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Lessons on Defeat and Empire Building in Wolf Hall: how to be fired and come out smiling (or not)

27/01/2015 11:25 GMT | Updated 25/03/2015 09:59 GMT

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We all know what a cold, hard world it is out there.

In the 2009 film Up in the Air, the character Ryan Bingham (played by George Clooney) is a 'professional downsizer'. That is, he earns his income by delivering the news to employees that they are being dismissed. To do this difficult task with ease he gives an inspirational speech to the strangers who he is paid to fire:

'Anybody who ever built an empire, or changed the world, sat where you are now. And it's because they sat there that they were able to do it.'

These are fine words. It can be a great motivation to use the narrative of personal and professional failure to move forward. A failure is not a failure when it is a milestone in the process of moving forward and upward.

In contrast to this, however, in Hilary Mantel's book Wolf Hall (also 2009, now a major BBC TV series) we find the story of Cardinal Wolsey, the one time Lord Chancellor of England, and for years the right-hand man of King Henry VIII. He was a fixer for the king, but the one thing he could not fix was the status of Henry's marriage, which the king wanted the Pope to annul. As the most senior Catholic office holder in England at the time, Wolsey could not deliver that.

And so after ten years of dedicated service, Wolsey found himself unceremoniously ousted from his position, from his palatial home (York Place, which was then transformed into the Palace of Whitehall), and onto a downward spiral that ended with his death. Friends and colleagues that had once been close to him turned their backs, or were active in denouncing him.

The story of Wolf Hall tells of how the person who remained most loyal to Wolsey was Thomas Cromwell. Instead of being cast out for this loyalty he went on to replace him as King Henry's chief adviser. Unfortunately, though, the story did not end there. Cromwell himself eventually lost favour with the king, and the final reward for his years of loyal service was execution.

I do not claim to be like either Wolsey or Cromwell. But I think I know how each of them felt at that point when their careers spun from success to failure. I too had that 'York Place' moment, when suddenly I was confronted by people I thought I could trust, as they instructed me to leave my place of work and stripped me of the items of my office.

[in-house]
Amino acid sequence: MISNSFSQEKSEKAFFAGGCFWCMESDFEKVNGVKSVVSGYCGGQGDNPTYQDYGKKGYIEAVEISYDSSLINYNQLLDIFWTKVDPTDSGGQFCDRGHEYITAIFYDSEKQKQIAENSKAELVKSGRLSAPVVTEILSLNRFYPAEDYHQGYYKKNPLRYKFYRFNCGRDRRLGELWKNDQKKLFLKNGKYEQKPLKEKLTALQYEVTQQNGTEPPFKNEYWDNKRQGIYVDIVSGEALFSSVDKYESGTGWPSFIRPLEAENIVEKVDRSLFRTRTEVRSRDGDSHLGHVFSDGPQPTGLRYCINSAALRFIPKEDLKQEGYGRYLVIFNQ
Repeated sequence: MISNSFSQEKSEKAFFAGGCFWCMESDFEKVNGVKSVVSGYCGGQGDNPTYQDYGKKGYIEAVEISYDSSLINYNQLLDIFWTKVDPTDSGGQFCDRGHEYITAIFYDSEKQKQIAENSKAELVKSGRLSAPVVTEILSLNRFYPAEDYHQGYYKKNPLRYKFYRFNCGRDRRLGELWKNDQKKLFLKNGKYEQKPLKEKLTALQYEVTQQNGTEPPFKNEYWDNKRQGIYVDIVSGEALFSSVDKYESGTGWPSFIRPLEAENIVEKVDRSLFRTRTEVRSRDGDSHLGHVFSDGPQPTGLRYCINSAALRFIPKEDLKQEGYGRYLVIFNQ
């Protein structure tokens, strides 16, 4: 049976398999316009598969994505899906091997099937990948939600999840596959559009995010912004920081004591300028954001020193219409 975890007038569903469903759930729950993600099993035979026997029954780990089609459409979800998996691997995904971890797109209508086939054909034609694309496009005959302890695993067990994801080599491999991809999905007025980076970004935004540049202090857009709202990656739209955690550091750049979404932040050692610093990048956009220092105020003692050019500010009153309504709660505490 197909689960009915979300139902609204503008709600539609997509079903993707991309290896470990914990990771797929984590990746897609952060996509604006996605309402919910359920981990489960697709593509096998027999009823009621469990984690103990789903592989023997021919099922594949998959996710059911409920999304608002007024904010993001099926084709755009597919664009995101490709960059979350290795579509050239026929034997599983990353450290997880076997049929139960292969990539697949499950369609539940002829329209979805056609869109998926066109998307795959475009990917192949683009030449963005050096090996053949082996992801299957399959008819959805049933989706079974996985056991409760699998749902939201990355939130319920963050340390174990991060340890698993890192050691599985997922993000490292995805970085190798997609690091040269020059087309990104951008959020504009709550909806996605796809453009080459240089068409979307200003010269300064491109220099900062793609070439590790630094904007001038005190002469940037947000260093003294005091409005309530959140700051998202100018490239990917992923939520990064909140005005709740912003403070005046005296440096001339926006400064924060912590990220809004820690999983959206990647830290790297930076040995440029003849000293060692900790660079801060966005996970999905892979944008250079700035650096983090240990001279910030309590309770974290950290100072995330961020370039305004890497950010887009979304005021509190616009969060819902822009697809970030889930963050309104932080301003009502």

That was over three years ago, and during that time the descent into the mental and physical decline that finished Wolsey has felt very familiar. Indeed, I am just a few years younger than Wolsey was at the time of his removal from office.

It is a very nasty place to be.

So, the big question is how to respond to (unfair) dismissal and (the sense of) failure in terms of Bingham's 'empire builder' rather than Wolsey's defeated cardinal?

Do we really have the choice?

I often reflect on the ancient story of the Scottish King, Robert the Bruce, hiding in a cave as he watched a spider tenaciously establishing its web - disregarding its many failures until it eventually achieved success. King Robert took it as a metaphor for his own position: no matter how many defeats he may have suffered, he was still able to go forward and fight and achieve his goal.

'What doesn't kill you makes you stronger.'

Of course, Thomas Cromwell was killed before he could redeem himself. Unfortunately for him this happened just a short time before King Henry realised his mistake.

Sometimes it simply does kill you.

And sometimes it is all about the long game, not the immediate score. Overcoming a major setback often means recognising the debilitation caused by the inevitable depression and trying to give yourself the chance to heal. And anyone who has walked with the black dog of depression will know that it is not a kind friend, it will be a constant voice in your head picking apart any attempt you make to go out and 'build' a new empire (or just get back to normal).

In this respect, all one can really say is that things happen. Sometimes we get over them and move forward. Very often they define us, for better or worse.

In a world that valourises the 'comeback kid' this is not good news. History is full of people such as Worsley and Cromwell, who were destroyed before they made their comebacks.

We all walk that tightrope, caught between the fear (and sadness) of failure and the desire to move forward.

In fact, rather than rush to be the success after the failure, it is more sobering to remember the apocryphal words of the anonymous Persian mystic that reminds us, whether things be good or bad,

'This too shall pass.'

(Picture credit: George Clooney at the 2009 Toronto International Film Festival, by Michael Vlasaty (DSC_3336). Reproduced under the Creative Commons BY 2.0)